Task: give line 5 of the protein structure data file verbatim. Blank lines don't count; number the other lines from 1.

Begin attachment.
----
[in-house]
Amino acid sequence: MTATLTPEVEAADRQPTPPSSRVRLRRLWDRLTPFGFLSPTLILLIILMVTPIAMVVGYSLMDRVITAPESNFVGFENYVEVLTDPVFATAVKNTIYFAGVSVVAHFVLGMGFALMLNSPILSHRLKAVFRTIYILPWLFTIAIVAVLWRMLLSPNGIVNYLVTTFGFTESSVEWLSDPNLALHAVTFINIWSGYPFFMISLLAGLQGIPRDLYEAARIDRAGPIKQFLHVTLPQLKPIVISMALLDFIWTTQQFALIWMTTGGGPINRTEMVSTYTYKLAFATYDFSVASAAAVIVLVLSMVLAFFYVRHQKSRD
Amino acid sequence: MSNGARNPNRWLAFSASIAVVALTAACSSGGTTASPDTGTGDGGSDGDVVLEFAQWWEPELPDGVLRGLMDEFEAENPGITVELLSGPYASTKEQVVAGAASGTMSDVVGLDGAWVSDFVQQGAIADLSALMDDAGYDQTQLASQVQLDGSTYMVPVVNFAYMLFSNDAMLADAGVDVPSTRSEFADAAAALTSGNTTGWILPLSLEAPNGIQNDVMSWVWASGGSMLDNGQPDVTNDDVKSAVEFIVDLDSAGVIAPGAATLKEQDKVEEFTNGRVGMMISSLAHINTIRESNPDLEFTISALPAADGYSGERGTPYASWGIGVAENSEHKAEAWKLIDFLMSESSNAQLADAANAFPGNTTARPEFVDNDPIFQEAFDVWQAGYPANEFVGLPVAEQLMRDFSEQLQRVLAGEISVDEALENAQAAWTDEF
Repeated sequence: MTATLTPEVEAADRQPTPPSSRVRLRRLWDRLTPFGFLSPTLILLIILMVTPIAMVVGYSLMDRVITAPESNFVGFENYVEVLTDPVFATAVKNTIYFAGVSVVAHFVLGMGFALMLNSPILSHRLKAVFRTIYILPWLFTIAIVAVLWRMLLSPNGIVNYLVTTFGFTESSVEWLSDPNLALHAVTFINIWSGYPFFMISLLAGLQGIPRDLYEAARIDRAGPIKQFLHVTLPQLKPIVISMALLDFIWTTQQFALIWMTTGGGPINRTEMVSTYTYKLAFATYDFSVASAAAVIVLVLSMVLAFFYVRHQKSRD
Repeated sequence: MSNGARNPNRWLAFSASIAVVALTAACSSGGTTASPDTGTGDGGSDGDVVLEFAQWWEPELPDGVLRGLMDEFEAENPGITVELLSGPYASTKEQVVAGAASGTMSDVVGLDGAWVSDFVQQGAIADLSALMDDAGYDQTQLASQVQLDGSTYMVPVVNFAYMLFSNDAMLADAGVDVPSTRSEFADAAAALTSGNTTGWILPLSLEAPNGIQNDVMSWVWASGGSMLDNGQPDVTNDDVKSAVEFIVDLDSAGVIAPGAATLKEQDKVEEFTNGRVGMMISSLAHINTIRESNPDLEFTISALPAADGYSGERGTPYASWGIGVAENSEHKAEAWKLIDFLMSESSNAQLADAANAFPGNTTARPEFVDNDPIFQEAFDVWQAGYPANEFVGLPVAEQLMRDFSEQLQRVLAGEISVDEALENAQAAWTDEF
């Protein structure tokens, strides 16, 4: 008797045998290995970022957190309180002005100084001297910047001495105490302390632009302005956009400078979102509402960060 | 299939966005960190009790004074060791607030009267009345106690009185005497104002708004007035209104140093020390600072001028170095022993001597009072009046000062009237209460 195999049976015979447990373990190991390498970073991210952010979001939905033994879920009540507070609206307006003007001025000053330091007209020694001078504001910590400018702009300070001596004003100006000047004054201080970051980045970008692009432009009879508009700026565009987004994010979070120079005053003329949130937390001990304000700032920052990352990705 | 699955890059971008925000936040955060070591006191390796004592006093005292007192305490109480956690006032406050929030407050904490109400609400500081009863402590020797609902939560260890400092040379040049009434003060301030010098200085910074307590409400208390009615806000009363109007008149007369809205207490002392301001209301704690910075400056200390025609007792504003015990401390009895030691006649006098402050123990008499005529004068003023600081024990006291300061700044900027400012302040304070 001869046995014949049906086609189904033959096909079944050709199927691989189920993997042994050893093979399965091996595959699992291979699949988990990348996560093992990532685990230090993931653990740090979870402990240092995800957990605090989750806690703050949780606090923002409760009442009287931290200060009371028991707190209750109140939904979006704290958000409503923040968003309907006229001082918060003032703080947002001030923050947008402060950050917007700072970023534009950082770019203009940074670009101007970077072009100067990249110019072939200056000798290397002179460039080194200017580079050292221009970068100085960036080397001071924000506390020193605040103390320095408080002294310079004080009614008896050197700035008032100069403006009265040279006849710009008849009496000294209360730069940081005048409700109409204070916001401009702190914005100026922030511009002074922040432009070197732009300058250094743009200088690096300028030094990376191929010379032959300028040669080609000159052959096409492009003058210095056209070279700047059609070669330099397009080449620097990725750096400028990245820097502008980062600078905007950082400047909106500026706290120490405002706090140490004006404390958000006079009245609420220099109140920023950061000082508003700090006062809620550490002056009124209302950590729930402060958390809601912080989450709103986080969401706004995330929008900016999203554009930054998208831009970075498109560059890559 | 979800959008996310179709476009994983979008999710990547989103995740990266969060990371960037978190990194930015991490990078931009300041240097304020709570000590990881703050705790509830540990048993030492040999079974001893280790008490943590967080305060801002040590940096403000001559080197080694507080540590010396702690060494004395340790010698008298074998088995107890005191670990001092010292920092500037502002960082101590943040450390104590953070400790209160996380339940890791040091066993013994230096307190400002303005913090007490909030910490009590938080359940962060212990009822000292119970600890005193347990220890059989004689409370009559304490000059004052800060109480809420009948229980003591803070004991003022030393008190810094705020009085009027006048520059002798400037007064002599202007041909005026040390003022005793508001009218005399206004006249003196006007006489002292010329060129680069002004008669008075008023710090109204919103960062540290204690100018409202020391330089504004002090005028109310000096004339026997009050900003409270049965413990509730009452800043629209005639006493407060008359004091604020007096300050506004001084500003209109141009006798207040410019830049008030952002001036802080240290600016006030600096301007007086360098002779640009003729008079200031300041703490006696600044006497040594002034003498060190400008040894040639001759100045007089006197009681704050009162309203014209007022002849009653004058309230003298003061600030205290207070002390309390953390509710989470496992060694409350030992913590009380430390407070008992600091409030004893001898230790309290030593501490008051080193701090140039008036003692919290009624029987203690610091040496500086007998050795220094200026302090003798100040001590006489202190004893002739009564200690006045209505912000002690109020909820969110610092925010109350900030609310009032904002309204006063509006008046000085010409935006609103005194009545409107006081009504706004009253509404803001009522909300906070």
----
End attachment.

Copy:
Repeated sequence: MSNGARNPNRWLAFSASIAVVALTAACSSGGTTASPDTGTGDGGSDGDVVLEFAQWWEPELPDGVLRGLMDEFEAENPGITVELLSGPYASTKEQVVAGAASGTMSDVVGLDGAWVSDFVQQGAIADLSALMDDAGYDQTQLASQVQLDGSTYMVPVVNFAYMLFSNDAMLADAGVDVPSTRSEFADAAAALTSGNTTGWILPLSLEAPNGIQNDVMSWVWASGGSMLDNGQPDVTNDDVKSAVEFIVDLDSAGVIAPGAATLKEQDKVEEFTNGRVGMMISSLAHINTIRESNPDLEFTISALPAADGYSGERGTPYASWGIGVAENSEHKAEAWKLIDFLMSESSNAQLADAANAFPGNTTARPEFVDNDPIFQEAFDVWQAGYPANEFVGLPVAEQLMRDFSEQLQRVLAGEISVDEALENAQAAWTDEF